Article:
"Forgiveness lifts the darkness, reasserts your will, and lets you look upon a world of light" (5:4). Forgiveness lets go of grievances, thus removing the dark spots on our mind that are being projected as black blotches of darkness on the world, just as a dust mote in a movie projector throws a black spot on the screen. Forgiveness allows us to see the world as our Self truly wants to see it; it reasserts our will.
"Suffering is not happiness, and it is happiness you really want. Such is your will in truth" (6:5). It seems silly to say something like "Suffering is not happiness," and yet we often treat it as if it were happiness. We seem to prefer our pain over risking something new; at least we know how to suffer, and we are oddly afraid that we won't know how to function if we are happy. But we don't really want suffering; how could we? How could anyone? Our will, in truth, is happiness.
"And so salvation is your will as well" (6:7). If we want happiness, we want salvation, because salvation is happiness.
Salvation means happiness. We want to be relieved of suffering; we want to be happy.
It amazes me sometimes how powerful a message this can be. Most of the time it seems as if I have a split mind; part of me wants to be happy, and part of me sabotages my every effort. Isn't it peculiar how common is this thought: "It's too good to last"? Or "Nothing lasts forever"? Or "Into each life a little rain must fall"? Something in us tells us that we can't be happy all the time, that we don't deserve it, or even that we couldn't stand it. Ridiculous ideas! The will of our true Self, with all the power of creation behind it, is that we be happy. Therefore—we will be. It must be so.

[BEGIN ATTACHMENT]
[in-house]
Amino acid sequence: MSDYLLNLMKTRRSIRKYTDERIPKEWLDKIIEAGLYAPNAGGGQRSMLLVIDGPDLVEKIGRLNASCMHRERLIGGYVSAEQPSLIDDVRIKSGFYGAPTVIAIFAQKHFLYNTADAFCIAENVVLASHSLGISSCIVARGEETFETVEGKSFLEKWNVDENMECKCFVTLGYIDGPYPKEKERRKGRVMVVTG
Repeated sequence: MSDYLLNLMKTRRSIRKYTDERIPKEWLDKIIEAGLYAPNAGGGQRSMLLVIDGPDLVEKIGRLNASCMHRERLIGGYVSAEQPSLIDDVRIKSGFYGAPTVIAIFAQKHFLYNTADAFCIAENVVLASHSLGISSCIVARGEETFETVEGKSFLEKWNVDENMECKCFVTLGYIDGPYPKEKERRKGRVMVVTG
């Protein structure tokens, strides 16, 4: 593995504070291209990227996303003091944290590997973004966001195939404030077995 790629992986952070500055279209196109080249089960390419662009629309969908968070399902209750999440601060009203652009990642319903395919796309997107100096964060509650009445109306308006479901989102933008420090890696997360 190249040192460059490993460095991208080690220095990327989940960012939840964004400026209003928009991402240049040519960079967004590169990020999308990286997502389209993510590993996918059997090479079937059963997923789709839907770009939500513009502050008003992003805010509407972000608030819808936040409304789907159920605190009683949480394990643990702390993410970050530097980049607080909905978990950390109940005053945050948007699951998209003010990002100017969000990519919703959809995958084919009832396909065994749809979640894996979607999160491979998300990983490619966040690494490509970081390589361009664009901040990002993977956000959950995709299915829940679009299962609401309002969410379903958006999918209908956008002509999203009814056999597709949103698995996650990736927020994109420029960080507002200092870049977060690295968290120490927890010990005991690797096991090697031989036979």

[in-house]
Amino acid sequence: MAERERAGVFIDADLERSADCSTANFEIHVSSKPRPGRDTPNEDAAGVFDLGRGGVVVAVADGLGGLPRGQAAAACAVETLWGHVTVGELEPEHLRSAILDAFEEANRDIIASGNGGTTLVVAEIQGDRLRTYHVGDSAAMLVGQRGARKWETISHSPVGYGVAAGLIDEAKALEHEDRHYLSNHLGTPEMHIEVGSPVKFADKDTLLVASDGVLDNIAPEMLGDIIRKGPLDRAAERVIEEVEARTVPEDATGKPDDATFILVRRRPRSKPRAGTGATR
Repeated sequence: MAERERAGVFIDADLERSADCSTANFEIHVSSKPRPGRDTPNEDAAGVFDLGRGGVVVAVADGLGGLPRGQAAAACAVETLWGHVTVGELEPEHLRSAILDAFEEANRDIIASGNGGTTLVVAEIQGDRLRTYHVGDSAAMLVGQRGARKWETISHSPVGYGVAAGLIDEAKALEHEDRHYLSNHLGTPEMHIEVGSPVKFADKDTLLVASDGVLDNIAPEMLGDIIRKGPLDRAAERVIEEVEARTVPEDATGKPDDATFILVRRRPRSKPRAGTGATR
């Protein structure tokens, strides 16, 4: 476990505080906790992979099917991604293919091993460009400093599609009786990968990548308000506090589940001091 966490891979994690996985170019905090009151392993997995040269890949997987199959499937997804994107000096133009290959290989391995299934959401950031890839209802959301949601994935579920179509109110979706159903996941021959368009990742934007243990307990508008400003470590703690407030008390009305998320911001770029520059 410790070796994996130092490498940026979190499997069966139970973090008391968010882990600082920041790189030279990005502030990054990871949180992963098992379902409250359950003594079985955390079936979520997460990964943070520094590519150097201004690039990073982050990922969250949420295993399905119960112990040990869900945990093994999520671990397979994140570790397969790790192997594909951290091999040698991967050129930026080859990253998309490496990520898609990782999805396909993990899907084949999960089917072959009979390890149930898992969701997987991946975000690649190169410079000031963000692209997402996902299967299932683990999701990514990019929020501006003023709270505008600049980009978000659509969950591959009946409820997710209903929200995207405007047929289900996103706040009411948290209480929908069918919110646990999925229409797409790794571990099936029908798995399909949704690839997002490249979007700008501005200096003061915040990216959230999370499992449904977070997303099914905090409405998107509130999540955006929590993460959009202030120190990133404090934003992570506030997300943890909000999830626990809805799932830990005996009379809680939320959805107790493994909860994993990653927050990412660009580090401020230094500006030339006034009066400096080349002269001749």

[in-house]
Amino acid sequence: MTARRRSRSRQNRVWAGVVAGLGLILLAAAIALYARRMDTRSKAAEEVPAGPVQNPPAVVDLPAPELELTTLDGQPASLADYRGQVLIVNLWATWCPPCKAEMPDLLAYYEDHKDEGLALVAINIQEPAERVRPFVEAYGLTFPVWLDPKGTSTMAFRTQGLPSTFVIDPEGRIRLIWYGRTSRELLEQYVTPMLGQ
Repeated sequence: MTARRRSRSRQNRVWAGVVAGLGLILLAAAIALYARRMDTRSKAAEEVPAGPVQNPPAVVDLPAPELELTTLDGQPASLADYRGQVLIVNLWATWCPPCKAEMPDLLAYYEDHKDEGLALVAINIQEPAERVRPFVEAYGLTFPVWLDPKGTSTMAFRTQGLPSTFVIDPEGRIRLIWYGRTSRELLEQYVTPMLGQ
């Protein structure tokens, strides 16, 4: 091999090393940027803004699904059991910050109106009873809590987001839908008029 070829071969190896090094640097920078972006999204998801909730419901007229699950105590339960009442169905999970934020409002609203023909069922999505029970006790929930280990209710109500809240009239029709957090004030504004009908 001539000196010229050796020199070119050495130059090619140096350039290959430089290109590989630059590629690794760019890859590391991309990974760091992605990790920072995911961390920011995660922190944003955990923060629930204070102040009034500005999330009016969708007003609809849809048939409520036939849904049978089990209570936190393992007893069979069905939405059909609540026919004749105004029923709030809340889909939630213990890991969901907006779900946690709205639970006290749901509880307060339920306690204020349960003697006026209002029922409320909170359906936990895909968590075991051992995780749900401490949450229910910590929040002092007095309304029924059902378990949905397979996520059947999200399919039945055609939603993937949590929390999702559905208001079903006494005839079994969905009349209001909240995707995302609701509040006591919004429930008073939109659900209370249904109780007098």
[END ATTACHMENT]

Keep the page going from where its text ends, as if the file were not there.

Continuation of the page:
You want to accept God's plan because you share in it. You have no will that can really oppose it, and you do not want to do so. (7:2-3)
I really do want the Will of God; my will is the same as His! I want to accept salvation. There is no part of my will that opposes it; only idle, paltry ego wishes seem to. So I can't miss; I can't fail. My will is not different from God's.
Above all else, you want the freedom to remember Who you really are. Today it is the ego that stands powerless before your will. Your will is free, and nothing can prevail against it. (7:5-7)
The power of your will and mine can bring light to this world if we simply choose to assert it. We simply realize what we truly want, and say, "I will there be light." And there will be light. Just as God said, "Let there be light," and there was light. Because our will is creative, as His is.